APs Infrastructure and Investments Minister Mekapati Goutham Reddy conveyed the states objection to the proposed law to Union Shipping Minister Mansukh Mandaviya, saying it was “going against the Constitution.”
“We have not yet studied the (draft) Bill.
We have sought one month time to study the Bill and present our views but we told him that they cannot take away our rights,” Mekapati told reporters at the end of the virtual Maritime State Development Council meeting.
This could be a “draconian law” that could curtail market access to the state, he apprehended.
The minister said the state was objected to the structure of the proposed Act as it could destroy the federal structure of the country.
“Today this (Bill), tomorrow it could be something else. It is going against the Constitution. The Centre cant infringe on the rights of the state,” Mekapati said.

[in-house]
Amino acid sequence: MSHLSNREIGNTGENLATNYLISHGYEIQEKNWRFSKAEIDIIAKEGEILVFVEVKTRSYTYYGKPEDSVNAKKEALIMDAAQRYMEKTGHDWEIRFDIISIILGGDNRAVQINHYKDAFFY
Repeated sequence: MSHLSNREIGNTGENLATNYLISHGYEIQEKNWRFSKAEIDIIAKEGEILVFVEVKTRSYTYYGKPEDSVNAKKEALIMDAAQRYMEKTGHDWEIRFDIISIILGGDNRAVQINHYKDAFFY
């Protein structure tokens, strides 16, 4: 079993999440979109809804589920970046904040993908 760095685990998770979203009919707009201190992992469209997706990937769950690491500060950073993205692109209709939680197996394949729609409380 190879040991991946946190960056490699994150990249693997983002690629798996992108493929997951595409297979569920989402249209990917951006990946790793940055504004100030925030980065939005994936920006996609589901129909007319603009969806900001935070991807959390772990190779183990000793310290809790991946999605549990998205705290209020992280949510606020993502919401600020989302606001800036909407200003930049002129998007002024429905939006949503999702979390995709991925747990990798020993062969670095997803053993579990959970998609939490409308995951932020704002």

He said a group of experts would be constituted to study the draft Bill and give its comments.
“We will then take up the issue with the Chief Minister for further action,” he added.
He pointed out that it was the prerogative of the states to develop ports.
“AP has the second largest coastline in the country and we are in a strategic and advantageous position on the east coast.
The proposed law seems to be curtailing the growth of the state,” the Minister remarked.
He said the “character of the Bill” was different from what they were actually told.
Mekapati said they were accepting in toto the views of Tamil Nadu Chief Minister M K Stalin on the issue.
“We will reach out to all the states and go to the Government of India (with the objections).
Our CM will decide on a (joint) fight as suggested by the Tamil Nadu Chief Minister,” the Infrastructure Minister added.
(Only the headline and picture of this report may have been reworked by the Business Standard staff; the rest of the content is auto-generated from a syndicated feed.)
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